Lithuania Acquires 36 AMRAAM Missiles from the United States, Bolstering Its Air Defense Systems

Lithuania Acquires 36 AMRAAM Missiles from the United States, Bolstering Its Air Defense Systems

VILNIUS – Lithuania, in a significant move to strengthen its defense capabilities, has secured a deal to purchase 36 AIM-120C-8 Advanced Medium-Range Air-to-Air Missiles (AMRAAMs) from the United States, as announced by the US Defense Security Cooperation Agency (DSCA). The deal, valued at €94 million (approximately $100 million), comes as part of Lithuania’s efforts to bolster its National Advanced Surface-to-Air Missile Systems (NASAMS).

Defense Minister Arvydas Anušauskas stated, "We continue to ensure that the Lithuanian Armed Forces have sufficient ammunition. The AMRAAM missiles will be meant for our NASAMS medium-range air defense systems." This acquisition aligns with Lithuania’s proactive approach in enhancing its defense mechanism, especially considering the geopolitical challenges in the region.

NASAMS, produced by Norwegian supplier Kongsberg, is a crucial part of Lithuania's air defense arsenal. The country procured its first NASAMS system in late 2020, and further acquisition phases were initiated earlier this year. Notably, Lithuania has also procured NASAMS launchers for Ukraine, emphasizing its commitment to collective defense.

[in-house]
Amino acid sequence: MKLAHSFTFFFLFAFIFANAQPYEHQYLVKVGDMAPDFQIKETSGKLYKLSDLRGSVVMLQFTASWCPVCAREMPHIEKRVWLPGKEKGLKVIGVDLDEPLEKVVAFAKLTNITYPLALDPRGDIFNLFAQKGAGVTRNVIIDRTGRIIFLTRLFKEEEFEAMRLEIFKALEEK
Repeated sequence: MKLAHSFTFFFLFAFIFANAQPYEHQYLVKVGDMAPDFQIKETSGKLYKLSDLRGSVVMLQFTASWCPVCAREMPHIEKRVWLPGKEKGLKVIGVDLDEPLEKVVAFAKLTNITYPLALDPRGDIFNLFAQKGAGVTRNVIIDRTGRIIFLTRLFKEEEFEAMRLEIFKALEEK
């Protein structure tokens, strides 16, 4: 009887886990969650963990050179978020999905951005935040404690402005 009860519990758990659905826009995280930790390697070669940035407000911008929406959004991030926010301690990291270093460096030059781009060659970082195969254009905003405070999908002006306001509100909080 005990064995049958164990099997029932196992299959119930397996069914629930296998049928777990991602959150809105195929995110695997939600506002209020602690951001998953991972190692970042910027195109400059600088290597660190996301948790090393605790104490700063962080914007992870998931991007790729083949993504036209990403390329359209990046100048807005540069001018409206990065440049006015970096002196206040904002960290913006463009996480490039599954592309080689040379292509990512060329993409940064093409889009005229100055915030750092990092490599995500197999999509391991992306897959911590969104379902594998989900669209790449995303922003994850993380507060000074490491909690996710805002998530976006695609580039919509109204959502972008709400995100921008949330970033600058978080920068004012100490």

The AMRAAM missile, manufactured by American defense company Raytheon, a subsidiary of RTX, is renowned for its all-weather capability, beyond-visual-range and home-on-jamming functionalities. With a length of 3.6 meters and a launch weight of 150.7 kilograms, the missile can deliver an 18.1kg high-explosive blast fragmentation warhead to a distance ranging from 20 to 30 nautical miles.

The DSCA emphasized the broader strategic significance of this sale, stating that these missiles "will improve Lithuania’s capability to conduct self-defense and regional security missions while enhancing interoperability with the US and other NATO members." The agency also assured that this sale will not disrupt the fundamental military equilibrium in the region.

This acquisition follows the Vilnius summit in June, where Lithuania called on NATO allies to bolster the defense on the alliance's eastern frontier. Defense Minister Anušauskas has been vocal about the need for more substantial measures beyond aerial policing, urging for a transition to aerial defense.

In recent years, the US and Germany have emerged as primary defense suppliers to Lithuania and the broader Baltic region. The increasing prioritization of the Baltic states by the US is set to facilitate Lithuania's integration of standard NATO weapon systems, aligning its defense capabilities with European counterparts like Poland and Estonia.